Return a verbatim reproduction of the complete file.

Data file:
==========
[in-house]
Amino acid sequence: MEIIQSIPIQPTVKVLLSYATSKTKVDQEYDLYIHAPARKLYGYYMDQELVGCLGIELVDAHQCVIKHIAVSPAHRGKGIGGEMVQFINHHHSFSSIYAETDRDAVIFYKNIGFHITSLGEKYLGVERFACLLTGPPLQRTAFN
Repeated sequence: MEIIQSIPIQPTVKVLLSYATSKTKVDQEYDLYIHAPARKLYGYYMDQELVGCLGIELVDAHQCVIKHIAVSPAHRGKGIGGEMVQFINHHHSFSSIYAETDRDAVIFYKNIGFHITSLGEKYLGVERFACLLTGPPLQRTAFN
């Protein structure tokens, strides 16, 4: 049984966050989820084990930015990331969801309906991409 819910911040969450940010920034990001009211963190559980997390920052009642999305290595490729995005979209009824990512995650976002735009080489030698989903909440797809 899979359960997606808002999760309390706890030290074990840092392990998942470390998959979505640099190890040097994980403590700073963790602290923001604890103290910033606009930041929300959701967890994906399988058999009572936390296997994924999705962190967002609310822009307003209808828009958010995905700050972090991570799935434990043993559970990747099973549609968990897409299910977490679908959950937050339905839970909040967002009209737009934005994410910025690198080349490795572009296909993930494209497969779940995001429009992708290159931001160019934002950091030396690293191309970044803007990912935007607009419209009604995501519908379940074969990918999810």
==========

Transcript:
[in-house]
Amino acid sequence: MEIIQSIPIQPTVKVLLSYATSKTKVDQEYDLYIHAPARKLYGYYMDQELVGCLGIELVDAHQCVIKHIAVSPAHRGKGIGGEMVQFINHHHSFSSIYAETDRDAVIFYKNIGFHITSLGEKYLGVERFACLLTGPPLQRTAFN
Repeated sequence: MEIIQSIPIQPTVKVLLSYATSKTKVDQEYDLYIHAPARKLYGYYMDQELVGCLGIELVDAHQCVIKHIAVSPAHRGKGIGGEMVQFINHHHSFSSIYAETDRDAVIFYKNIGFHITSLGEKYLGVERFACLLTGPPLQRTAFN
């Protein structure tokens, strides 16, 4: 049984966050989820084990930015990331969801309906991409 819910911040969450940010920034990001009211963190559980997390920052009642999305290595490729995005979209009824990512995650976002735009080489030698989903909440797809 899979359960997606808002999760309390706890030290074990840092392990998942470390998959979505640099190890040097994980403590700073963790602290923001604890103290910033606009930041929300959701967890994906399988058999009572936390296997994924999705962190967002609310822009307003209808828009958010995905700050972090991570799935434990043993559970990747099973549609968990897409299910977490679908959950937050339905839970909040967002009209737009934005994410910025690198080349490795572009296909993930494209497969779940995001429009992708290159931001160019934002950091030396690293191309970044803007990912935007607009419209009604995501519908379940074969990918999810």